An attempt to make some buying space in the incredibly tight housing market

Published February 22, 2016 by Real Estate Leads

The average price of a Canadian home sold this past January increased by 16.9% to $470,290 compared to the same month 1 year ago. Home sales were higher during the month, but prices truly soared. As has been the case for several years, however, two large and hot markets, in Vancouver & Toronto, skewed the national average higher.

Take in Vancouver & Toronto out of the analysis and the average Canadian home was worth $338,390 last month. In this pooling, the year-over-year average home sale gain drops to 8%.

If B.C. and Ontario were omitted, the picture would look much bleaker – the average price of a Canadian home would have dropped by 0.3% in January to $286,911 Over the past year, the average prices has actually declined in January in 4 provinces: Alberta, Saskatchewan, Nova Scotia, Newfoundland and Labrador. The average price gain across Canada’s 26 largest cities was 4.7%; the strongest was 31% in Vancouver; the weakest was negative 10%, in Newfoundland and Labrador (which is considered one single market and thus compared together to other cities.)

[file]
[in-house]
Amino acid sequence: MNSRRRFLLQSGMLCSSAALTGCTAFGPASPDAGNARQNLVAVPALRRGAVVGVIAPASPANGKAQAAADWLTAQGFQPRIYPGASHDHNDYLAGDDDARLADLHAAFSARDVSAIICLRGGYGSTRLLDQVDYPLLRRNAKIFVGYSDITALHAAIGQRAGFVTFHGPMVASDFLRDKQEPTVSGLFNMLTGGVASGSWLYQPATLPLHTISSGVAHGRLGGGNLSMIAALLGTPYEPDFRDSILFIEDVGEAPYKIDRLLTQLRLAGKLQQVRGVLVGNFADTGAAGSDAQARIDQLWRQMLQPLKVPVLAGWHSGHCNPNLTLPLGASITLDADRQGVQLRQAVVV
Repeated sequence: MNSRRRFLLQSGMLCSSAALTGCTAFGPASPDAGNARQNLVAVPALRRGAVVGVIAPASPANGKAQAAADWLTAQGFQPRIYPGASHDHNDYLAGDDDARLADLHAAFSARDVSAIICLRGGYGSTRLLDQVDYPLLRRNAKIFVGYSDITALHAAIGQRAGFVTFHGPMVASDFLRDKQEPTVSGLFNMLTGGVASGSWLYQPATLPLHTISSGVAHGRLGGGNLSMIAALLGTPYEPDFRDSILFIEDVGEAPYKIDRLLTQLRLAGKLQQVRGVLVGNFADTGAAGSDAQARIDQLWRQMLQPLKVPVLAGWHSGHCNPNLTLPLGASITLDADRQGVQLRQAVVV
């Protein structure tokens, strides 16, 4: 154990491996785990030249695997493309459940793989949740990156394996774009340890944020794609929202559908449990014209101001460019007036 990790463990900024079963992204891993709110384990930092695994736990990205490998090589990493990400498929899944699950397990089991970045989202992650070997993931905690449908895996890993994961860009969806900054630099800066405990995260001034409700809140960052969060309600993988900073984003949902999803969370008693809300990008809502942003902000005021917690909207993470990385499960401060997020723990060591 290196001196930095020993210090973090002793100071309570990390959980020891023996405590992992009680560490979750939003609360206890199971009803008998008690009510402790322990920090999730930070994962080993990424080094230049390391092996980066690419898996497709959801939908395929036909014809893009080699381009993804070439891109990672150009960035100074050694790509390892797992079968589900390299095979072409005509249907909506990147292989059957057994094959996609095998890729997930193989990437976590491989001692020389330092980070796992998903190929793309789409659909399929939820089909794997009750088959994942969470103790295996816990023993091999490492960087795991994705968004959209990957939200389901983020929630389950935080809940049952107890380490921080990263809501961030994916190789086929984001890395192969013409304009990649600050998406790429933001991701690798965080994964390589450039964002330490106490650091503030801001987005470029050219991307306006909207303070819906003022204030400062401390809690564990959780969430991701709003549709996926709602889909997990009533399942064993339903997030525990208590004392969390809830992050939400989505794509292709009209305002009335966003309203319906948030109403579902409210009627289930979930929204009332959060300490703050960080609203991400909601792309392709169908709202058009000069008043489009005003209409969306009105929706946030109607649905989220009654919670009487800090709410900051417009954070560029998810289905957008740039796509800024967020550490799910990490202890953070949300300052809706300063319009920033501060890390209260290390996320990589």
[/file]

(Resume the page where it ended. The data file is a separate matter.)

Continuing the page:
BC’s liberal government is moving to make some buying space in the incredibly tight housing market with a series of tax changes in its budget stated at addressing resident and consumer affordability and supply. Mike de Jong, Finance Minister, said rising home prices and limited supplies are major areas of focus in the budget he introduced mid-February 2016.

He says buyers & builders of new homes valued up to $750,000 are being courted with a property transfer tax exemption, while those who can afford properties above $2 million will now pay a higher tax rate..

De Jong pointed out the exemption of the property transfer tax on new homes or condos below $750k will result in savings of $13,000 for buyers. The government estimates it can make about $75 million annually by adding an additional 3% transfer tax on the amount above $2 million. He says the budget also exempts children from medical services premiums starting next January, a monthly savings of up to $72 per month for a single-parent family with children.


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